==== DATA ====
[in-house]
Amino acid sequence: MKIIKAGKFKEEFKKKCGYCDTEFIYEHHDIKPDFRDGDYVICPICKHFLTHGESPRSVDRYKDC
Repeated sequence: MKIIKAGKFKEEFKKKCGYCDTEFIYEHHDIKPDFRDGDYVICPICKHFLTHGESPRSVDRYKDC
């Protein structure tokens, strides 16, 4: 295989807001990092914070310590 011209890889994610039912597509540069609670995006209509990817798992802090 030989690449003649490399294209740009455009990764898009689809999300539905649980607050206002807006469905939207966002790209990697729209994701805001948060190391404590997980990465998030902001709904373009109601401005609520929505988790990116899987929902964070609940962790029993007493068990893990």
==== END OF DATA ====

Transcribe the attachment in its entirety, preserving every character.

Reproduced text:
[in-house]
Amino acid sequence: MKIIKAGKFKEEFKKKCGYCDTEFIYEHHDIKPDFRDGDYVICPICKHFLTHGESPRSVDRYKDC
Repeated sequence: MKIIKAGKFKEEFKKKCGYCDTEFIYEHHDIKPDFRDGDYVICPICKHFLTHGESPRSVDRYKDC
């Protein structure tokens, strides 16, 4: 295989807001990092914070310590 011209890889994610039912597509540069609670995006209509990817798992802090 030989690449003649490399294209740009455009990764898009689809999300539905649980607050206002807006469905939207966002790209990697729209994701805001948060190391404590997980990465998030902001709904373009109601401005609520929505988790990116899987929902964070609940962790029993007493068990893990």